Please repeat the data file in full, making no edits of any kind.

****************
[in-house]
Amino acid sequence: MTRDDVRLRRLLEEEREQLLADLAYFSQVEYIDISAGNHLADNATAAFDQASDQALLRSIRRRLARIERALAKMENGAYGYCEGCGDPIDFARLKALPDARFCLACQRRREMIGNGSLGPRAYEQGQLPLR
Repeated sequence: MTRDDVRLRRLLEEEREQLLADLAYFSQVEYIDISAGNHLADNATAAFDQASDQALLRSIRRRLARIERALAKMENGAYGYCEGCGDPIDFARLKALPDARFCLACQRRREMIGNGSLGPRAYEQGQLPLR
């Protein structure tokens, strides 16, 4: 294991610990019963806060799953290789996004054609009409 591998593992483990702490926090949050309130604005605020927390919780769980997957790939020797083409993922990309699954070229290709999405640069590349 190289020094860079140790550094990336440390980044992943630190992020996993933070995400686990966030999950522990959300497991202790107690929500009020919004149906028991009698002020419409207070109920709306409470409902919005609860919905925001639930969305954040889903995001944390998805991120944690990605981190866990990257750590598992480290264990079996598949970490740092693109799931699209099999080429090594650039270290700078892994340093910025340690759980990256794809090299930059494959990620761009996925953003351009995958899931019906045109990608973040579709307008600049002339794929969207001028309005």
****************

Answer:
[in-house]
Amino acid sequence: MTRDDVRLRRLLEEEREQLLADLAYFSQVEYIDISAGNHLADNATAAFDQASDQALLRSIRRRLARIERALAKMENGAYGYCEGCGDPIDFARLKALPDARFCLACQRRREMIGNGSLGPRAYEQGQLPLR
Repeated sequence: MTRDDVRLRRLLEEEREQLLADLAYFSQVEYIDISAGNHLADNATAAFDQASDQALLRSIRRRLARIERALAKMENGAYGYCEGCGDPIDFARLKALPDARFCLACQRRREMIGNGSLGPRAYEQGQLPLR
């Protein structure tokens, strides 16, 4: 294991610990019963806060799953290789996004054609009409 591998593992483990702490926090949050309130604005605020927390919780769980997957790939020797083409993922990309699954070229290709999405640069590349 190289020094860079140790550094990336440390980044992943630190992020996993933070995400686990966030999950522990959300497991202790107690929500009020919004149906028991009698002020419409207070109920709306409470409902919005609860919905925001639930969305954040889903995001944390998805991120944690990605981190866990990257750590598992480290264990079996598949970490740092693109799931699209099999080429090594650039270290700078892994340093910025340690759980990256794809090299930059494959990620761009996925953003351009995958899931019906045109990608973040579709307008600049002339794929969207001028309005």